- The Washington Times - Tuesday, June 13, 2006

NEW YORK (AP) — Rate increases for health maintenance organizations are set to be less than expectations next year for the fourth consecutive year, but still create challenges for employers, according to a report released yesterday.

Preliminary figures show that HMO rates will jump approximately 11.7 percent next year, down from initial estimates of 12.4 percent in 2006 and 13.7 percent in 2005, said consulting firm Hewitt Associates.

The report was based on a Hewitt Web site that captures initial rates HMOs are offering employers, and the increase may be different after changes in plans, prices and providers. The final average rate increase was 10 percent this year, and Hewitt believes the jump will be around 7 percent or 8 percent next year.

Paul Harris, senior health care strategist for Hewitt, said the decelerating trend in rate increases resulted from better discounts from providers and expanded provider networks. Yet, he said, the increases “were still a major cost problem for employers.”

Mr. Harris said he expects employers to continue shifting some of the cost increases to employees. The number of employers requiring a $5 copayment for generic drugs fell to 23 percent this year, down from 46 percent in 2002. In contrast, no companies required a $15 copayment for generic drugs in 2002, but by this year 9 percent of employers did.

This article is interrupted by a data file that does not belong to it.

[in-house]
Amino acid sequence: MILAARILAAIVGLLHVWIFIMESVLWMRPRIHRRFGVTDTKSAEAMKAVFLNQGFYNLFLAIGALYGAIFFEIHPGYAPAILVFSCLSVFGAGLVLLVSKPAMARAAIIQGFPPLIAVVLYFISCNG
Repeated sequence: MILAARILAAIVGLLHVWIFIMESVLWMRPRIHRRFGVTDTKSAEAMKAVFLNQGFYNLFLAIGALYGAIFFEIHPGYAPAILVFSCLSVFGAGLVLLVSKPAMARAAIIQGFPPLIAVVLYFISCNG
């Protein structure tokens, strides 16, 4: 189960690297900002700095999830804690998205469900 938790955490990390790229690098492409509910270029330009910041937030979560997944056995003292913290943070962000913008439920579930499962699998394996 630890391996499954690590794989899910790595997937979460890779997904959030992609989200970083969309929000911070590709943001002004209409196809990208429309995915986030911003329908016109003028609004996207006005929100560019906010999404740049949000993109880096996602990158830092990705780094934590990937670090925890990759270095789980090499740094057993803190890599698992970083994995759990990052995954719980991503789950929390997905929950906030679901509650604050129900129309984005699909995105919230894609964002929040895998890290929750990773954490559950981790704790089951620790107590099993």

Meanwhile, the number of employers who require more than a $50 copayment for an emergency room visit increased to 52 percent this year, up from 33 percent in 2005 and 16 percent in 2003. The proportion of employers requiring only a $50 copayment fell to 32 percent this year, from 55 percent in 2005.

The 2007 outlook was based on information from nearly 160 large companies employing more than 1 million people collectively.

Only about 25 percent of employees are in HMOs, but Hewitt said the rate trends in those plans act as a bellwether for all types. Other studies have also recently found increases in health-plan rates are continuing but at a slower pace than in previous years.

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